Old Kingdom Tombs of Mastaba
The Saqqara complex is one of the most important archaeological sites in Egypt. It is the burial ground of the first dynasties of the Old Kingdom.
The old kingdom was a period of prosperity and ease, reflected in the structures constructed in this era. Pyramids, like the step pyramid of Djoser, the most ancient rock structure in history, and the pyramid of Unas, tombs like the tomb of Irukaptah and Mehu, Mastaba tombs like the Mastaba tomb of Mereruka and Khnumhotep and Niankhkhnum, make the Saqqara complex one of the most important tourist attractions in Egypt.
In this article, I will shed some light on the most critical tombs at Saqqara.
The Tomb Of Irukaptah:
This tomb is nicknamed the Butcher's Tomb because it belongs to Irukaptah, the butcher of a king from the 5th dynasty. His formal titles were "Head of the Butchers of the Great House" and "Waab Priest of the King."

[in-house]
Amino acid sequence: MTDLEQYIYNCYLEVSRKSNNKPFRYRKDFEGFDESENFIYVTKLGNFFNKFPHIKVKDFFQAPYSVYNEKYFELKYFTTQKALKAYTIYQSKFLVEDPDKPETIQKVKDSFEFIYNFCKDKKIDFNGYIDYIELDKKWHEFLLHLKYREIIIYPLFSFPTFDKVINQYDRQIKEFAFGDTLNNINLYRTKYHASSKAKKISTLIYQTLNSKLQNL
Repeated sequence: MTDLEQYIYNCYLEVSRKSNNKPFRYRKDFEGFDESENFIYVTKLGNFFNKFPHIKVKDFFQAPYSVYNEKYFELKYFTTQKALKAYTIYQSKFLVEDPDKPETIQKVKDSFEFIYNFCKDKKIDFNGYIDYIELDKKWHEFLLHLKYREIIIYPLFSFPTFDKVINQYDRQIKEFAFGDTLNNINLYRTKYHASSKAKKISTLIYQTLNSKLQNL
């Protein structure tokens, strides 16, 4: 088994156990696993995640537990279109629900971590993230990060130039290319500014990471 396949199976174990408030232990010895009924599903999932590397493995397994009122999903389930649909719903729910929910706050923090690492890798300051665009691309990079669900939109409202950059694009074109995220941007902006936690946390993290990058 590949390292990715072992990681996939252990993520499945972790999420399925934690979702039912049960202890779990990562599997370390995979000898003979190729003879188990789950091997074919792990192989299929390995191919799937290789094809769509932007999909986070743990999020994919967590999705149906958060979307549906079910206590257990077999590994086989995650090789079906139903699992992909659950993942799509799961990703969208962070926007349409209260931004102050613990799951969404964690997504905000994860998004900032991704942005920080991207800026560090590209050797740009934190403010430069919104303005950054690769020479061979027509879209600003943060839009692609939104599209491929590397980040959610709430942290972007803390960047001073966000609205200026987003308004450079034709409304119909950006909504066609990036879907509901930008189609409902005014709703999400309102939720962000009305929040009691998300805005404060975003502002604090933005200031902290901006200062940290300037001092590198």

The tomb of Irukaptah in Saqqara has particular significance for two reasons:
- The first reason is that its design differs from any other Saqqara tomb.
- The second reason is that it is the finest preserved example of the old kingdom's art and architecture.
The most famous tomb in Saqqara is that of Irukaptah, located just to the north of the passageway leading to the pyramid of Unas. Completely cut out of rock, the tomb's opening almost faces the north, leading to a semi-rectangular offering room.
The most remarkable feature of the tomb of Irukaptah is the set of statues carved out of a rock. Some of these statues are completed, while others were left in different stages of construction; therefore, this tomb represents an essential demonstration of the rock construction of the old kingdom. These rock-cut statues are not found anywhere else in Saqqara. They are only found in some tombs of the ancient empire in Giza. Some of these statues belong to Irukaptah's family, and some belong to him.